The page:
How to Make Your Own Worbla

Introduction: How to Make Your Own Worbla

Hey Cosplayers, in todays apprenticeship on Forging with Thermoplastics, I'll be teaching you how to make your very own Worbla! No more Paying an arm and a leg, this stuff is even better than worbla, I call it PolyArmor!

Step 1: Watch the Video

CLICK HERE TO WATCH ON MOBILE

Begin this Tutorial by watching the video!

Step 2: What You Will Need

Ingredients

Polly Plastics Moldable Plastic

White Baking Flour

That's All, super easy recipe eh?

Step 3: Assemble Ingredients

Take Equal Parts of both the Polly Plastics Moldable plastic and Baking Flour

Shake them together well in a Tupperware dish.

Then spread the mixture out into a thin circle on a cookie sheet

Step 4: Bake Your Mixture

Set the oven to 350 F

Place your mixture in for about 10 Minutes or until the plastic pellets turn transparent.

Step 5: All You Knead Is PolyArmor ;)

Pull it out of the oven and let it cool for a moment until you feel comfortable handling it to blend it together and knead it all.

Don't let it sit too long though or it will be too hard to work with and you will have to reheat.

Step 6: Roll It Out Flat

Using a Pasta maker or a rolling pin, roll out the "dough" into a nice flat smooth sheet of your desired thickness!

Step 7: Finishing Touches

The beauty of PolyArmor is that unlike Worbla PolyArmor is very smooth already and requires no layering priming, sanding, or sealing before you can paint it. You can just paint it and it has a beautiful sheen!

It's better than worbla, it is PolyArmor!!!

Get your plastic here to make some of your own!

Step 8: Conclusion

If you love this apprenticeship, maybe you will love some of my other ones

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    42 Discussions

    0
    thorvindr
    thorvindr

    9 months ago

    This may have been answered in the videos but:
    Will this ruin my oven? I know you shouldn't use the same oven for food and for finishing 3d-printed pieces. I suspect the same applies here. I'd hate to poison my family by baking bagel bites after baking this stuff.

    0
    Iskelderon
    Iskelderon

    3 years ago

    Quite interesting! What's the shelf life of this? Won't the flour component spoil over time?

    0
    thorvindr
    thorvindr

    Reply 9 months ago

    I'm just spitballing but it seems to me that when you melt flour into plastic, you're essentially coating each "grain" of flour in plastic. I don't see how that would allow it to spoil.

    0
    Plastic Apprentice
    Plastic Apprentice

    Reply 2 years ago

    I have had stuff I have made out of it for about 2 years now with no sign of degredation or spoiling

    0
    cspangler
    cspangler

    2 years ago

    I know this post is a couple years old, but I was wondering if there were any problems with this stuff melting in the sun, or loosing shape in hot environments. Like will my armor melt if I have to walk from a convention center to a restaurant on a hot day?

    0
    tazmo8448
    tazmo8448

    3 years ago

    guess if I have to ask what a Worbla is I don't need one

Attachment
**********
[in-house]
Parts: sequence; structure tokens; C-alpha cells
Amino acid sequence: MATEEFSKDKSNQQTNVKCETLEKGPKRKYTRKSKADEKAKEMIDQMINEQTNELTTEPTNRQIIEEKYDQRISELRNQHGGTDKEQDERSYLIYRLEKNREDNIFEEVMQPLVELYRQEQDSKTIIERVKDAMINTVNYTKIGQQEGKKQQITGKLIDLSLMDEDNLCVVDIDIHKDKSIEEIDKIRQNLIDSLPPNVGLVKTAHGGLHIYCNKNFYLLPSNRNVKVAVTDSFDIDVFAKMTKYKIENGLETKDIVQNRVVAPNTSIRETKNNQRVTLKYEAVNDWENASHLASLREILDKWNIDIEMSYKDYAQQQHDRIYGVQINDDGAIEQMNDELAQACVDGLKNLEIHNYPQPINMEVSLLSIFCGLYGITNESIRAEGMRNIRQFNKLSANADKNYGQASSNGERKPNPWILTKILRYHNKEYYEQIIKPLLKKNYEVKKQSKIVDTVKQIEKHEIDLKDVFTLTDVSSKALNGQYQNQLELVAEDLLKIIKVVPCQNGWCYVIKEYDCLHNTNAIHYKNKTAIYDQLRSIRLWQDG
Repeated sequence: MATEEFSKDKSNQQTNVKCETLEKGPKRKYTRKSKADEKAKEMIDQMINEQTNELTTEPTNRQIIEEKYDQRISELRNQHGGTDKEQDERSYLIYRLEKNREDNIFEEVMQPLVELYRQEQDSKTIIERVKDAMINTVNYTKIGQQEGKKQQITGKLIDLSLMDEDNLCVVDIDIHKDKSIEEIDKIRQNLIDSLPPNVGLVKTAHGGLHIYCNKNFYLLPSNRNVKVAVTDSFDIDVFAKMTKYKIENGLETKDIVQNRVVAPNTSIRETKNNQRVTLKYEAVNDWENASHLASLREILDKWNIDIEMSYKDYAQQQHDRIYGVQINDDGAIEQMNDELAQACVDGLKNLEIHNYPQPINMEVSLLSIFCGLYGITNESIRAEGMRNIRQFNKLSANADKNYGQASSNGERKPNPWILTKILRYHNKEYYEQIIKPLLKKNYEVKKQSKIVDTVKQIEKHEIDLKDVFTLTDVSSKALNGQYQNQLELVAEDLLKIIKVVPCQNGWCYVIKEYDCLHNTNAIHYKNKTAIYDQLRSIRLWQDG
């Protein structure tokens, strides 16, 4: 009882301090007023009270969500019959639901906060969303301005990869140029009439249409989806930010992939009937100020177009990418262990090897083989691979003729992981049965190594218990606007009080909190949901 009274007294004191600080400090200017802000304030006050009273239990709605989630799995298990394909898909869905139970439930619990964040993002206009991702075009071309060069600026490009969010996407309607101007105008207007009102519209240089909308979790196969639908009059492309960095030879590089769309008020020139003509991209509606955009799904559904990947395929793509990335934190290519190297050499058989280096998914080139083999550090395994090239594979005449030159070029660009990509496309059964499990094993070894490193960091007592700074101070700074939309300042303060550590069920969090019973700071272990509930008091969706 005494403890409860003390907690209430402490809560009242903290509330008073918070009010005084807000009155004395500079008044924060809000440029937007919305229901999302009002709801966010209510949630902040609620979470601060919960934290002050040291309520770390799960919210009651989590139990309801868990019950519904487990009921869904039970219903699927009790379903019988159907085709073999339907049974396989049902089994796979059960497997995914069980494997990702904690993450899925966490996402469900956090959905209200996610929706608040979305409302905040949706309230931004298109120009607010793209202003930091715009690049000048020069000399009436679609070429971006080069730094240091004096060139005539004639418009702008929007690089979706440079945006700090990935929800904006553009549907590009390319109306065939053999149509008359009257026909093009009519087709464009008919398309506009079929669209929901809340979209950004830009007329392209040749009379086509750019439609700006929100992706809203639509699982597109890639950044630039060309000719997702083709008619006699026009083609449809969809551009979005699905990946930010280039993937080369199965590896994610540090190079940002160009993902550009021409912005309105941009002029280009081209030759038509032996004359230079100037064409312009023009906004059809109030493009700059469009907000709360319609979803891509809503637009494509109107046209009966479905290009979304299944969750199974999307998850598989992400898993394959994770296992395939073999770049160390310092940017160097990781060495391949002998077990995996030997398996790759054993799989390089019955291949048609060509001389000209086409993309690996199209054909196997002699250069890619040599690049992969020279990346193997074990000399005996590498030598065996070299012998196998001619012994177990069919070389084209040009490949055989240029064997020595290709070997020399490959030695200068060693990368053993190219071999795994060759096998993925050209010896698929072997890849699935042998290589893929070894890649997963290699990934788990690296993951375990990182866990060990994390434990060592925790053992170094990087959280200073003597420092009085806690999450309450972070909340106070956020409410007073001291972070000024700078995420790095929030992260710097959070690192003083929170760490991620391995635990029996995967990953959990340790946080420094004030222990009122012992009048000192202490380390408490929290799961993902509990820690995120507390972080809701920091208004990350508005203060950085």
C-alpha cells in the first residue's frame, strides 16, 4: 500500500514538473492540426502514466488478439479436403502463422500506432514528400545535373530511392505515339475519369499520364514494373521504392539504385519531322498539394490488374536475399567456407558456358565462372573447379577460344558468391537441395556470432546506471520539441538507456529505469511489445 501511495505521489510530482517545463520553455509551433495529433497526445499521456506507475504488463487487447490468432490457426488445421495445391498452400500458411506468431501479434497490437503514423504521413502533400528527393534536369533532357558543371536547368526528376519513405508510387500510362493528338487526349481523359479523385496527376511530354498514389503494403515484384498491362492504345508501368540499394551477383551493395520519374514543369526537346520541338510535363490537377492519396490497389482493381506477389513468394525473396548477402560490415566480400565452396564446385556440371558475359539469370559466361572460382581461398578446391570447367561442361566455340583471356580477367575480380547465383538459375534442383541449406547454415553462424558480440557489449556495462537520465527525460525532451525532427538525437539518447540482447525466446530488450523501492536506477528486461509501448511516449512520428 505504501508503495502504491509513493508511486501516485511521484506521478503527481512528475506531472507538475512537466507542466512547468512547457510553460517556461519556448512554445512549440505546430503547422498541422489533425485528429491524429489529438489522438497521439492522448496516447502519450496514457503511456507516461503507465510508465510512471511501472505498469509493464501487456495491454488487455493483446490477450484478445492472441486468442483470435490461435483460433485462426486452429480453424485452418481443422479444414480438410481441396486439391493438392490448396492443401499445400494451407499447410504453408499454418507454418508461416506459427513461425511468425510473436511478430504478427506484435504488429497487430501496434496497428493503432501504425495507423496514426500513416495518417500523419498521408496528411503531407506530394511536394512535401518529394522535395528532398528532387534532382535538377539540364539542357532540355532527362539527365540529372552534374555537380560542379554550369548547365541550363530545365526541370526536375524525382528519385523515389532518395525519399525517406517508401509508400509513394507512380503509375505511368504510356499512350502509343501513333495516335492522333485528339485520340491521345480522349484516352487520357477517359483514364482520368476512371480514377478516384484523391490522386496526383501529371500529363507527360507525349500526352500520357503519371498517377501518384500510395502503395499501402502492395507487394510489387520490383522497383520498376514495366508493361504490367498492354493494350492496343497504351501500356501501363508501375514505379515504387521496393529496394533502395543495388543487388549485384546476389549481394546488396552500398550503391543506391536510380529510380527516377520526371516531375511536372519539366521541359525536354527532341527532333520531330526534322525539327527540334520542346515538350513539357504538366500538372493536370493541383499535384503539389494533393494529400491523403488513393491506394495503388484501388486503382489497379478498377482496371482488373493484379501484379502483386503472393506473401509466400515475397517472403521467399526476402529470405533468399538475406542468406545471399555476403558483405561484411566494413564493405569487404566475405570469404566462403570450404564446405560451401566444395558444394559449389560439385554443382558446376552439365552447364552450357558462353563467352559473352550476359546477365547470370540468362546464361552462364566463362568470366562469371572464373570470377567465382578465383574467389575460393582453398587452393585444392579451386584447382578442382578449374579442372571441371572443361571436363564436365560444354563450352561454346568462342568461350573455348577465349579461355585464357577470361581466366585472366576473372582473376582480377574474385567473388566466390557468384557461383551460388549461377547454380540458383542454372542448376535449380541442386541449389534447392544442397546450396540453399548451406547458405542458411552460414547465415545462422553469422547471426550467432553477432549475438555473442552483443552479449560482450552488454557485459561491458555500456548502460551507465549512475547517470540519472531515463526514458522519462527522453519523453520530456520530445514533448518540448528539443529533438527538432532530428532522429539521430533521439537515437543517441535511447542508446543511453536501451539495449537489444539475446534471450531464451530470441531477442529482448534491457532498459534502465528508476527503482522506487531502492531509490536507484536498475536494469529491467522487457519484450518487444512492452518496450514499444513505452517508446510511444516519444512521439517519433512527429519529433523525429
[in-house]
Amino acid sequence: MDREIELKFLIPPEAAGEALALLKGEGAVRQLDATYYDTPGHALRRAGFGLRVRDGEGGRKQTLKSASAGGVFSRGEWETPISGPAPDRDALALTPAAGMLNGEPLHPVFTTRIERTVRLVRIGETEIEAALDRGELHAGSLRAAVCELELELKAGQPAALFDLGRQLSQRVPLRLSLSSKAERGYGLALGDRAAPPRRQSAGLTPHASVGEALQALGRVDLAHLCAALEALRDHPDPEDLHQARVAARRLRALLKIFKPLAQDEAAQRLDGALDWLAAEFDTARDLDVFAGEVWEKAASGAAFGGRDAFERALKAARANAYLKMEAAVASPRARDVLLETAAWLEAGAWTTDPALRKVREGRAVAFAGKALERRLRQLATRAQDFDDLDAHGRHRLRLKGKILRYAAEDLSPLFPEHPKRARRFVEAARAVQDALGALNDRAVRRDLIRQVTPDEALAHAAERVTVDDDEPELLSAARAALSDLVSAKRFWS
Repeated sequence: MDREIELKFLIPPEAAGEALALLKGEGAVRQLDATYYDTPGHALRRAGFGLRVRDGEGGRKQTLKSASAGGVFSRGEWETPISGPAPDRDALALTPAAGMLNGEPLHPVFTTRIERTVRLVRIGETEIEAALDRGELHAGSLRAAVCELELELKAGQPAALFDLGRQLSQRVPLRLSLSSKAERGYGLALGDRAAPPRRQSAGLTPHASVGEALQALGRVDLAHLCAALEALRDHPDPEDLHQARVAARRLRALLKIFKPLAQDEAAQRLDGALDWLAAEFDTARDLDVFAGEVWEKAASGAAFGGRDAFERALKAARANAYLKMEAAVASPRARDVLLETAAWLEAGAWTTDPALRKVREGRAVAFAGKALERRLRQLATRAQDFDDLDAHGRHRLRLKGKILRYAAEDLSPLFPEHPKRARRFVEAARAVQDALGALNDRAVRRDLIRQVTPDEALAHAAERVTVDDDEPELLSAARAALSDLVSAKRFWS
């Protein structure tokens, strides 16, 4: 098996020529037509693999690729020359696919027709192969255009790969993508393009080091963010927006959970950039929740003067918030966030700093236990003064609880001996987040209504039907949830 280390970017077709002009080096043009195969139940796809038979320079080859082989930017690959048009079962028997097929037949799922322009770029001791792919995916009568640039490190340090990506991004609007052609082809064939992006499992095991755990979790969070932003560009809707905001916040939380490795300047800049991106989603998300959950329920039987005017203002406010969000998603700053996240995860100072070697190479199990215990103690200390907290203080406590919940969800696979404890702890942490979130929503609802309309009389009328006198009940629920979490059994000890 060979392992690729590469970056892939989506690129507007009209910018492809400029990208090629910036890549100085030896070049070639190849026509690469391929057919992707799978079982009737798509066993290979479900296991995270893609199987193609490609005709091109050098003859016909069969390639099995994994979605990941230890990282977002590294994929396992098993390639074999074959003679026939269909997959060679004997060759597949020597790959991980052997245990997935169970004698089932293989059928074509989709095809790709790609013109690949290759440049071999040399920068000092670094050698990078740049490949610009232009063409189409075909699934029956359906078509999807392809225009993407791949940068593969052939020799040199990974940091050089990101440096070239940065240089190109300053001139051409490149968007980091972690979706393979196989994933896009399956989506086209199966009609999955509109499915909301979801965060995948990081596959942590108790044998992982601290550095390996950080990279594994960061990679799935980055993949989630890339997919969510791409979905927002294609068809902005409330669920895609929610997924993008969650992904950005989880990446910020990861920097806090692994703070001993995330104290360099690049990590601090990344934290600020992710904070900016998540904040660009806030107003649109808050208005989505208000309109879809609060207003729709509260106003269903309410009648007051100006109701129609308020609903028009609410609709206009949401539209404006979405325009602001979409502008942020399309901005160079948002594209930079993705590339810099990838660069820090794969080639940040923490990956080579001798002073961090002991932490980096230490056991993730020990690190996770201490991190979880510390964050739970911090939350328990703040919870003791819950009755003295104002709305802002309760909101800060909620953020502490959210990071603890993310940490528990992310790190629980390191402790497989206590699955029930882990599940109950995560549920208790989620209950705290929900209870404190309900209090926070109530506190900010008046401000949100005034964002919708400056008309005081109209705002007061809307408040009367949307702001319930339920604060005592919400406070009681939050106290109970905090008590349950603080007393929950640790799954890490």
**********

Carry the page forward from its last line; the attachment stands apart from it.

0
    Plastic Apprentice
    Plastic Apprentice

    Reply 2 years ago

    Haha, it is a thermoplastic sheet that you can use to shape for any kind of molding/ modeling project you want. it can take complex curves and cools hard. It can be reheated and reshaped as many times as you want or need. :)

    0
    Plastic Apprentice
    Plastic Apprentice

    Reply 3 years ago

    Hahaha :) Worbla is a thermoplastic sheet frequently used by Cosplayers to make armor, but it can have many other crafting and DIY uses as well :)

    0
    tazmo8448
    tazmo8448

    Reply 3 years ago

    thanks for cluing me in...is that some sort of Dungeons & Dragons sort of thing? or just a overall role playing deal.

    0
    Plastic Apprentice
    Plastic Apprentice

    Reply 2 years ago

    Cosplay in general, any fandom from any genre :) Star Wars to Lord of the Rings to Marvel to DC

    0
    Plastic Apprentice
    Plastic Apprentice

    Reply 3 years ago

    Just general Cosplay, Movies, Comics, TV Shows, Games, any kind of fandom :)

    0
    syates3
    syates3

    Reply 3 years ago

    From the Pages of the Worbla bible....

    10171626_883326085029239_7869724973639273524_n.jpg
    0
    tazmo8448
    tazmo8448

    Reply 3 years ago

    thanks for the heads up..

    0
    mizrie
    mizrie

    3 years ago

    Fantsstic money saving idea! I am in the UK, is Polymorph Plastimake the same thing as Polyplastics mouldable plastics?

    0
    Plastic Apprentice
    Plastic Apprentice

    Reply 2 years ago

    Yes, they are the same type of material, you may need to play with the porportions of flour to plastic as different brands of the plastic pellets have slight variations in their consistency.

    0
    Plastic Apprentice
    Plastic Apprentice

    Reply 3 years ago

    Polymorph would probably be a good alternative to Polly plastics if you live outside of the US. They are both PCL and I think that their qualities are similar.

    0
    TrishaB19
    TrishaB19

    3 years ago

    I keep seeing poly plastic pellets "cornhole blend" is there any difference, or is that the same

    0
    Plastic Apprentice
    Plastic Apprentice

    Reply 2 years ago

    Great question, I have not seen cornhole blend, so I am not sure :/

    0
    GenevieveH3
    GenevieveH3

    3 years ago

    How much of the pellets did you use to create one "sheet"?